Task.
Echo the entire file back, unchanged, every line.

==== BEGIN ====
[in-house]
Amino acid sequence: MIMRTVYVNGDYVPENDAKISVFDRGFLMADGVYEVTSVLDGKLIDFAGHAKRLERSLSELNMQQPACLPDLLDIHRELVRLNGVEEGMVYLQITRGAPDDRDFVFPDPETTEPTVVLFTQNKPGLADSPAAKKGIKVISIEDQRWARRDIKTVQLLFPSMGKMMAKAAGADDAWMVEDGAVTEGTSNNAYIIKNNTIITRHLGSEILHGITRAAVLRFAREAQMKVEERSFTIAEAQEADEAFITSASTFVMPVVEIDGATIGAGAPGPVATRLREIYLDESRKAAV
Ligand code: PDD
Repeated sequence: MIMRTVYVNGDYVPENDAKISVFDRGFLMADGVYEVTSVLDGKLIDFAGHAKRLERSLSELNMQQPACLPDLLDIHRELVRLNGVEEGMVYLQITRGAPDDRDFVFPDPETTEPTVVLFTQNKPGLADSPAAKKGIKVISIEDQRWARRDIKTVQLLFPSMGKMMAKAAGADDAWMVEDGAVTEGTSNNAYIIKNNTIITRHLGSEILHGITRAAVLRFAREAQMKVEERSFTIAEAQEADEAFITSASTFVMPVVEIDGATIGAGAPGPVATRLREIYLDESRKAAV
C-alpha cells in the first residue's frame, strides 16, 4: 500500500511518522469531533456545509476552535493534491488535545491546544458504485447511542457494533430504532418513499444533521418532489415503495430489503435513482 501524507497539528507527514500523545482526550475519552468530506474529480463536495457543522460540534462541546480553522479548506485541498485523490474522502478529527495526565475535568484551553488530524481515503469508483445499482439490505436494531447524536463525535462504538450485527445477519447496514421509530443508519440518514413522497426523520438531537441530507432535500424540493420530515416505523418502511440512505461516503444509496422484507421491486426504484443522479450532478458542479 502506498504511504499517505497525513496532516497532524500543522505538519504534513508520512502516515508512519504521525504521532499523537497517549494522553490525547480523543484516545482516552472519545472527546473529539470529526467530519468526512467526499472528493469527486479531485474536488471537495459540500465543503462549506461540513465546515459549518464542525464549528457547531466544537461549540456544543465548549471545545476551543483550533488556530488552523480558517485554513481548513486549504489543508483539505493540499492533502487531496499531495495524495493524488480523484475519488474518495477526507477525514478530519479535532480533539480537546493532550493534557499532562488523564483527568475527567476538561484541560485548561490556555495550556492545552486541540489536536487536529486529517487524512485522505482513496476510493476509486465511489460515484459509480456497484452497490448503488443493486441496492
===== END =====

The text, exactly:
[in-house]
Amino acid sequence: MIMRTVYVNGDYVPENDAKISVFDRGFLMADGVYEVTSVLDGKLIDFAGHAKRLERSLSELNMQQPACLPDLLDIHRELVRLNGVEEGMVYLQITRGAPDDRDFVFPDPETTEPTVVLFTQNKPGLADSPAAKKGIKVISIEDQRWARRDIKTVQLLFPSMGKMMAKAAGADDAWMVEDGAVTEGTSNNAYIIKNNTIITRHLGSEILHGITRAAVLRFAREAQMKVEERSFTIAEAQEADEAFITSASTFVMPVVEIDGATIGAGAPGPVATRLREIYLDESRKAAV
Ligand code: PDD
Repeated sequence: MIMRTVYVNGDYVPENDAKISVFDRGFLMADGVYEVTSVLDGKLIDFAGHAKRLERSLSELNMQQPACLPDLLDIHRELVRLNGVEEGMVYLQITRGAPDDRDFVFPDPETTEPTVVLFTQNKPGLADSPAAKKGIKVISIEDQRWARRDIKTVQLLFPSMGKMMAKAAGADDAWMVEDGAVTEGTSNNAYIIKNNTIITRHLGSEILHGITRAAVLRFAREAQMKVEERSFTIAEAQEADEAFITSASTFVMPVVEIDGATIGAGAPGPVATRLREIYLDESRKAAV
C-alpha cells in the first residue's frame, strides 16, 4: 500500500511518522469531533456545509476552535493534491488535545491546544458504485447511542457494533430504532418513499444533521418532489415503495430489503435513482 501524507497539528507527514500523545482526550475519552468530506474529480463536495457543522460540534462541546480553522479548506485541498485523490474522502478529527495526565475535568484551553488530524481515503469508483445499482439490505436494531447524536463525535462504538450485527445477519447496514421509530443508519440518514413522497426523520438531537441530507432535500424540493420530515416505523418502511440512505461516503444509496422484507421491486426504484443522479450532478458542479 502506498504511504499517505497525513496532516497532524500543522505538519504534513508520512502516515508512519504521525504521532499523537497517549494522553490525547480523543484516545482516552472519545472527546473529539470529526467530519468526512467526499472528493469527486479531485474536488471537495459540500465543503462549506461540513465546515459549518464542525464549528457547531466544537461549540456544543465548549471545545476551543483550533488556530488552523480558517485554513481548513486549504489543508483539505493540499492533502487531496499531495495524495493524488480523484475519488474518495477526507477525514478530519479535532480533539480537546493532550493534557499532562488523564483527568475527567476538561484541560485548561490556555495550556492545552486541540489536536487536529486529517487524512485522505482513496476510493476509486465511489460515484459509480456497484452497490448503488443493486441496492